The move allows teams to better gauge their playoff feasibility before deciding for or against making a move, much like Major League Baseball, which waits until the end of July—two-thirds into their season—before cutting off direct trades.
While trades in the NFL usually lack the star power and wow factor that MLB is known for, there are normally a handful of deals that get done before the deadline nonetheless.
Having said that, what should the Bucs do if another team calls inquiring about one of their players?
Mind you, trading away talent isn't necessarily waving the white flag, so long as it isn't detrimental to depth. That is, after all, the reason for having quality depth—it's an asset in every sense of the word.
Better yet, who should the Bucs target in an effort to shore up their team? Linemen? Secondary?
Here are three trade-deadline deals that the Bucs should seriously consider.
With several teams in desperate need of a good, solid running back, why wouldn't the Bucs at least entertain an offer for the seldom-used Blount?
Believe me, I understand that fans are clamoring for him to gain a larger share of the offensive workload, and that is still a realistic possibility, especially if the Bucs want to improve his trade value.
However, if someone comes through with a good enough proposal—mid- to early-round pick, for example—with say, escalator clauses that stipulate if Blount carries x number of times or gains x number of yards, the value of the pick increases from third round to second round, or fourth round to third, so on and so forth.
At that point, why wouldn't the Bucs pull the trigger?
Remember, they're essentially playing with house money, as they didn't invest a draft pick on Blount. So any form of draft compensation they would receive in return would be money in the bank.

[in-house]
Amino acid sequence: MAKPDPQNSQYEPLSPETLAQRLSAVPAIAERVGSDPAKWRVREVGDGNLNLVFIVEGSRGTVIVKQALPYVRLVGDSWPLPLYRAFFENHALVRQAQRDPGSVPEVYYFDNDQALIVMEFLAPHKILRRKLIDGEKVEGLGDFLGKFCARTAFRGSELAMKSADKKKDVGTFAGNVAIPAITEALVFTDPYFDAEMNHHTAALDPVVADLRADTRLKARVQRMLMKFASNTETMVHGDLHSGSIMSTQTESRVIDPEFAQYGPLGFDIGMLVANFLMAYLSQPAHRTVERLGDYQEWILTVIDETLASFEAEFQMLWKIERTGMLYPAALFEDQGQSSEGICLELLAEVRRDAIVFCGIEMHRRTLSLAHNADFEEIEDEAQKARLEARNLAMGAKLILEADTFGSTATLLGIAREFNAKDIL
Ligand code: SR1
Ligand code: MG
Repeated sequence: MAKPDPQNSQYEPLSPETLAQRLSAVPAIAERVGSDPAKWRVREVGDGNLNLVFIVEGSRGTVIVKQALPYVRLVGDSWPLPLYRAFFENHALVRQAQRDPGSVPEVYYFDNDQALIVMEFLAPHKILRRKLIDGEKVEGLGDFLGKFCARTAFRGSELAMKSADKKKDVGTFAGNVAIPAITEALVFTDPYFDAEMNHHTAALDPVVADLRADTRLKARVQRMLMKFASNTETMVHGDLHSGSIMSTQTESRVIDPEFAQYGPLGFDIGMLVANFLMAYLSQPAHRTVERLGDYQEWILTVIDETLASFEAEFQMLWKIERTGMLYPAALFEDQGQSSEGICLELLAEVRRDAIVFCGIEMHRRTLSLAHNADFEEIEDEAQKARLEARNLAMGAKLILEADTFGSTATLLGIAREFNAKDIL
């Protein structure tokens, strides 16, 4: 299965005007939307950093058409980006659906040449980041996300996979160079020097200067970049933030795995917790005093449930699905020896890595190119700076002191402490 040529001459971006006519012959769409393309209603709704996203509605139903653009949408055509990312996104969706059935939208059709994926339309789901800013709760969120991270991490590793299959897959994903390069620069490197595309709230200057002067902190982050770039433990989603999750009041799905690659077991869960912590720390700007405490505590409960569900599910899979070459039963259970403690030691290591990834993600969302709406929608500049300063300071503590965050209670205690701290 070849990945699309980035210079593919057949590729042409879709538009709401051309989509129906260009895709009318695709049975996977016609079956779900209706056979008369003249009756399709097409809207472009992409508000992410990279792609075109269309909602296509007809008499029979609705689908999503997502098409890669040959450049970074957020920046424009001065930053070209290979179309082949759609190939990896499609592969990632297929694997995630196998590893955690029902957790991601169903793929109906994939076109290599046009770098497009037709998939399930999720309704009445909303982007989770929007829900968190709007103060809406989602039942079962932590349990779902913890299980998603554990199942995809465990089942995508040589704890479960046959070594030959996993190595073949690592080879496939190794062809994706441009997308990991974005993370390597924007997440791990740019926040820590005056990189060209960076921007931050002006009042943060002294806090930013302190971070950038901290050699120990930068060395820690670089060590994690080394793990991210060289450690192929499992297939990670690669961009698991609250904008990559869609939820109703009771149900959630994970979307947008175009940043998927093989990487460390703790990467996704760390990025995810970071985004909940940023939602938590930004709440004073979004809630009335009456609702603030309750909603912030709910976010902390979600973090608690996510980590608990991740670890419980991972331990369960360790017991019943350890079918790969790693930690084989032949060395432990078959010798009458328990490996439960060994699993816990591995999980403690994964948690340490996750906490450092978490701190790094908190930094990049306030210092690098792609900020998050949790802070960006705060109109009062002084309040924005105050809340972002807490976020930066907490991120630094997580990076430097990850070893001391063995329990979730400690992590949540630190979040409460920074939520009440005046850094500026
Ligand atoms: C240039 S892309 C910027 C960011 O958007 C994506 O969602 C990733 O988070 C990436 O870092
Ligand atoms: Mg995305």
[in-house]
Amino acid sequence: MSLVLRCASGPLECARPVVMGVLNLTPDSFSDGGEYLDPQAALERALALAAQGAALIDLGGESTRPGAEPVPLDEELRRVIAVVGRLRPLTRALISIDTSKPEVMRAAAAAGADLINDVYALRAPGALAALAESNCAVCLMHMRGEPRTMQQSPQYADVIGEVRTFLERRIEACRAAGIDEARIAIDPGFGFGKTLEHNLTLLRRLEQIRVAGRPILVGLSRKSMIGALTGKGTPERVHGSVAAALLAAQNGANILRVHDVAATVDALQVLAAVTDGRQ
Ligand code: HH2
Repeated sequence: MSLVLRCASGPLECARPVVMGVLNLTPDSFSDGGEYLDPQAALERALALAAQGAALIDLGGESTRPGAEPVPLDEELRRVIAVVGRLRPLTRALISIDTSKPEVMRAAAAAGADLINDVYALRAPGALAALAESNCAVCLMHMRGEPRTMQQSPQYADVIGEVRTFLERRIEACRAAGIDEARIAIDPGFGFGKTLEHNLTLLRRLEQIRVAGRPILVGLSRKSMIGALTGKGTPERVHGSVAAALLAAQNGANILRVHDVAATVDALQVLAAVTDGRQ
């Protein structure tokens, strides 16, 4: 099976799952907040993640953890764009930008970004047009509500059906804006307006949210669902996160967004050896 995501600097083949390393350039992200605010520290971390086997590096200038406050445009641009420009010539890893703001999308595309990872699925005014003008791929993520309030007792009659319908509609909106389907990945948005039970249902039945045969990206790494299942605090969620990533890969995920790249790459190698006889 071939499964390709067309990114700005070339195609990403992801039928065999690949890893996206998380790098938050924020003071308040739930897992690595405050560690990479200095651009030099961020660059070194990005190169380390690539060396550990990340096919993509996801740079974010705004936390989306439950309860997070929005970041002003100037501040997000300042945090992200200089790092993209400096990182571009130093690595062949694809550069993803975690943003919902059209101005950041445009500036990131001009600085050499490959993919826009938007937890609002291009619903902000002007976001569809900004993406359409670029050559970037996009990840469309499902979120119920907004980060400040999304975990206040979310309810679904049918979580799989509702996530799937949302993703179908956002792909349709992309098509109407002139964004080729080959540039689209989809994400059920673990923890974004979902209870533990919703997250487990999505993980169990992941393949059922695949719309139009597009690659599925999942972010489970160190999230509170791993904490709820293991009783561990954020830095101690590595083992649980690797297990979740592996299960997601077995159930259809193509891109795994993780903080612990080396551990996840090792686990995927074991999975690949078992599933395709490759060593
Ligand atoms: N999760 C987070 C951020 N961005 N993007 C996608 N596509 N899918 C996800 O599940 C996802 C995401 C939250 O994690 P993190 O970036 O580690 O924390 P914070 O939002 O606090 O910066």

Possible Landing Spots
With the Bucs loaded at receiver, the team could look to deal the talented but oft-injured wideout to a team in desperate need of offense.
I'm talking to you, New York Jets.
With Benn having caught all of four passes this season, it's clear that the Bucs are content with feeding fellow receivers Vincent Jackson and Mike Williams the majority of the passes—and rightfully so.
However, with Benn still playing catch-up from missing nearly all of the preseason with injury, coupled with the recent emergence of Tiquan Underwood, the move makes sense all the way around.
While the Bucs would surely "lose" value by trading the former second-rounder for a likely late-round pick, he isn't providing any immediate value to this team with his limited production, either.
Possible Landing Spots
N.Y. Jets, St. Louis, Seattle
The former USF star and Tampa Bay native reportedly requested a trade before the season started because he was dissatisfied with his contract and was seeking a long-term deal.
While the Cowboys supposedly balked at offers for the talented corner, it is becoming more and more likely that the free-agent-to-be will be testing the waters this offseason and is sure to gain the attention of several front offices.
With the 'Boys knowing as much, would they trade Jenkins and get something for him now, before losing him to free agency and getting nothing next spring?
If so, the Bucs should look to make a run at the 27-year-old defensive back, who has eight career interceptions.
Not only would Jenkins provide an upgrade over, say, Myron Lewis and E.J. Biggers, but with King Knucklehead—Aqib Talib—out for the next three weeks, he would help shore up an otherwise porous pass defense that ranks No. 31 overall in passing yards allowed (312.2 per game).
As long as Dallas' asking price isn't too steep, trading for Jenkins would do wonders to help Tampa Bay.